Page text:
There was some jumping around, but they were no Britany Spears.

Anyway, we made fun of their dancing for a while, whenever their music was on in the car, and we would do their hand motion dances. COme to think of it, I think there was a third move as well, with a hand making a circular motion.

Anyway, last week a few of their band members were at my shul. To those of you living in NY, you are used to having these jewish rock gods amongst you, but to us simple minded out of towners, it was like having elvis in shul. Or, it would have been, maybe, if anyone had recognized these guys.

Anyway, at the kiddush, Veev says to me do the Chevra dance, so I start moving my hand around (Yes, I am really well trained). Then she says these guys, who were sitting at our table, are from the Chevra.

And I don't think they were that amused.


Sure, you love sports, but are you a knowledgable sports fan. Take the quiz and find out.

Tuesday, July 26, 2005

Veevs Believes...6

I believe that your greatest moment in parenting does not have to be giving birth to your oldest child. It can be when the same kid hits a ball, runs to first, and turns to smile at you.....nine years later.

Friday Night Races - Cliff Notes Edition

For those of you joining us late, here is what you have been missing.


Chapter 1 - Chaim is killed while racing on a Friday night with his friends, the narrator, David and Moshe

Chapter 2 - The boys make a pact not to tell anyone about Chaim's death. They believe the police will ID Chaim and tell his parents.

Chapter 3 - Chaim was unidentifiable. The boys reaffirm their pact not to tell anyone, and fly to Israel for their post-high-school year.

PART 2 - Shanna

Chapter 4 - Shanna recognizes her boyfriend's car in the picture in the newspaper, and realizes he has died.

Chapter 5 - Shanna calls the police, and finds out that they suspect foul play may have been involved.

Chapter 6 - Shanna flies to Israel, and reads a journal entry of hers where one of Chaim's friends threatens to kill Chaim.

The oddsmaker

Was Chaim killed? And if so, who did it.

Shanna thinks David did it.

Sports Psych Detroit thinks Shannas father did it.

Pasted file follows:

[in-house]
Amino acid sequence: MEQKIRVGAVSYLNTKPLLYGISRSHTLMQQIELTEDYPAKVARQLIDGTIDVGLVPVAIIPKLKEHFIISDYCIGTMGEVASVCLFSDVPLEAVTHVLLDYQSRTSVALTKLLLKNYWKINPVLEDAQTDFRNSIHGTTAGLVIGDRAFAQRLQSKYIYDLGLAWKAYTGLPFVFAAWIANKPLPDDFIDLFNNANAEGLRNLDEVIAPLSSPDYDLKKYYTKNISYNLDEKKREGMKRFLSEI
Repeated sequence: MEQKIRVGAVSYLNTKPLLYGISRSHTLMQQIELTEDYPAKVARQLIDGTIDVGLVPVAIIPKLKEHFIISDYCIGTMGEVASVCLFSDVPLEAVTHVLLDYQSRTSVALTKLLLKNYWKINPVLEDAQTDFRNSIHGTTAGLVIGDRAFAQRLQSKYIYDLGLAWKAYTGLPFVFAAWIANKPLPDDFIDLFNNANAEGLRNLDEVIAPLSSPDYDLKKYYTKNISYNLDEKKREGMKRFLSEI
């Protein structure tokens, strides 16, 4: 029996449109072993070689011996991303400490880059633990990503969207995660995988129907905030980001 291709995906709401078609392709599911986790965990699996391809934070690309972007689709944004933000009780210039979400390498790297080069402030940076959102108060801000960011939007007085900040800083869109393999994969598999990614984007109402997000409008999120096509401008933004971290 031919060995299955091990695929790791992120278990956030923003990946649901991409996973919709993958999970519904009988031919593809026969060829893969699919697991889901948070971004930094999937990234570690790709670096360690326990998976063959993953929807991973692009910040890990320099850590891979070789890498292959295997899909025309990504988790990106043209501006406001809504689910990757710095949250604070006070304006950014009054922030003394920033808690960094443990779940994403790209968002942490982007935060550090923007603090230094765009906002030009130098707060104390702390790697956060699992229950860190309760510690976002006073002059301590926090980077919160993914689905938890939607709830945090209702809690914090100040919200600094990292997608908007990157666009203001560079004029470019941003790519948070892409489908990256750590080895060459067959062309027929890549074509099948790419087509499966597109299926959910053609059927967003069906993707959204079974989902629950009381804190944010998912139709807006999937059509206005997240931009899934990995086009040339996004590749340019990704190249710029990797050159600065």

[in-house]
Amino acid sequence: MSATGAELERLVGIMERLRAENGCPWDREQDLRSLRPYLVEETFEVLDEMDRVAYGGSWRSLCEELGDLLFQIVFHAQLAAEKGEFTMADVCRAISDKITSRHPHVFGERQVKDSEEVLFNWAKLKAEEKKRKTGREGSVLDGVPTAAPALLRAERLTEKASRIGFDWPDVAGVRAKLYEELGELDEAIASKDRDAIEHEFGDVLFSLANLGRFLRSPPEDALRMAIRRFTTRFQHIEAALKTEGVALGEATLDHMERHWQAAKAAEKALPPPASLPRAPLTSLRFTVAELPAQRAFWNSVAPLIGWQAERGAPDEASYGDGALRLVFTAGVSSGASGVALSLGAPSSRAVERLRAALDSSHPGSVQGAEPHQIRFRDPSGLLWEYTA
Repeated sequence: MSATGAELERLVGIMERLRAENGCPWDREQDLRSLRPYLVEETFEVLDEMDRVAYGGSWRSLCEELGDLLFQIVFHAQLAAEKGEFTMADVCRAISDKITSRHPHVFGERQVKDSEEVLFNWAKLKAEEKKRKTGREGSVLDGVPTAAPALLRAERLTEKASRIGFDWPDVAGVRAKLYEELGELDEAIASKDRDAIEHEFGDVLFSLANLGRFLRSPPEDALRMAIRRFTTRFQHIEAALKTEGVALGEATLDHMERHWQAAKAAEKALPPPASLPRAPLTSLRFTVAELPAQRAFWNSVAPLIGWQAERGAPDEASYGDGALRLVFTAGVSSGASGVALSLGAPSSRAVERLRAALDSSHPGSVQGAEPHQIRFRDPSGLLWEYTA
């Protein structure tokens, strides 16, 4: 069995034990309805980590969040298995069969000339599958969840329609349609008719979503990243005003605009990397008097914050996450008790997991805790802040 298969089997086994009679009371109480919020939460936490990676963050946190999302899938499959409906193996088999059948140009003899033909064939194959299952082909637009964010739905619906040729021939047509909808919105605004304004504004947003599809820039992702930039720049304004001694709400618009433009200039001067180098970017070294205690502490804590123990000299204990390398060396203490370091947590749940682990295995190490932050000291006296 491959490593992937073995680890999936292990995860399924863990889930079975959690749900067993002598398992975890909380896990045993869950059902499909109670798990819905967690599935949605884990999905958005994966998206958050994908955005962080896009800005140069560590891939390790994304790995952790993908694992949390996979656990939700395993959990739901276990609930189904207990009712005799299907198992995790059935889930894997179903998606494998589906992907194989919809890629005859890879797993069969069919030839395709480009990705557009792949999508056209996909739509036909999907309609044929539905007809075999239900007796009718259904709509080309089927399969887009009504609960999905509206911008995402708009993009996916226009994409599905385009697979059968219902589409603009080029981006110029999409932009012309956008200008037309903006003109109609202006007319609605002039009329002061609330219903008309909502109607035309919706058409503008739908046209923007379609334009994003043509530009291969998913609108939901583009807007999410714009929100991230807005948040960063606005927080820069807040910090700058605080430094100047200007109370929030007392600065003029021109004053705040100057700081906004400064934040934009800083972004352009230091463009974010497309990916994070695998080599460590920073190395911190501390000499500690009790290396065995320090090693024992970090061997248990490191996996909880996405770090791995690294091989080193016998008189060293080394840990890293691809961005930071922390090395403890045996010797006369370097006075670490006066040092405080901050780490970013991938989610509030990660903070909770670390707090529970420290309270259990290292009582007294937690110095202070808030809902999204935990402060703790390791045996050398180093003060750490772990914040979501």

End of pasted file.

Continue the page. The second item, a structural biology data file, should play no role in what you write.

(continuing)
Anon thinks if David did it because of the abortion, its really weak.

Heidi thinks he killed himself.

Odds -

David 3 to 1 - The notebook doesn't lie, but would he kill his friend over hitting a girl. He did race against Chaim, so he was closest when it happened. And he was the strongest voice against calling the police and telling the Greggs.

Shanna 8 to 1 - He abandoned her when she needed him most, but is she capable?

Moshe 11 to 1 - He was there on Friday night, but did the killer have to be?

Narrator 11 to 1 - He was there on Friday night, but did the killer have to be?

Suicide 18 to 1 - Feeling guilt over the abortion? Pressures from home? Maybe Chaim killed himself.

Shanna's Dad 25 to 1 - Did he know more than he let on about his daughter's love life?

Freak accident 38 to 1 - Accidents do happen

A new character 150 to 1 - I'm having hard enough time remembering everyone's name as it is.

Friday Night Races - Part VI

Shanna stayed at home for two more weeks, and then boarded her flight to Israel. To begin her year. It wasn't going to be the year she expected, but it was going to be her year to make whatever she could out of the next 10 months.

She spent most of the past two weeks alone. She couldn't face her father; the disapproval in his eyes spoke volumes more than the words he was saying, words she was sure her mother had coached him on. Her sisters were both busy, her younger sister starting 10th grade, her older sister passing the time studying at Wayne State University and teaching Navi at Bais Yaakov while she waited to get married.

Shanna just needed the time to compose herself, and get ready for the new year. She wanted to go to the funeral, but her father wouldn't allow it. Please, she had begged. She wanted so badly to be near Chaim one final time. But he refused to let her. Refused to let her pay a shiva call. Refused to let her ruin her sister's shidduch chances.

So Shanna stayed home. She tried to get some perspective on her relationship with Chaim, from a safe distance. And for two weeks, she thought about the notebook entry. She thought she knew what it said, but it couldn't be. It didn't make any sense. David was one of Chaim's best friends.

Just before leaving to the airport, Shanna ran back to her room. She grabbed the notebook, and put it in carry-on bag. She needed to read what she had written on that sad day. The saddest day in her life. Before this week.

She had a window seat, perfect for privacy, not so good if she needed to use the restroom. But for now she was happy. The flight attendants finished their instructions, and soon she was airborne, headed for Tel Aviv.

She tried to read a book, then a magazine, trying to push off the notebook that had acted as a diary for so long. But now it was time. She didn't want to read the words she had remembered since talking to the detective.

And she knew, that even though she put Chaim on a pedestal, even though she thought he was the greatest, there was another side to him. He was sweet and charming and adorable and pigheaded and violent and dangerous.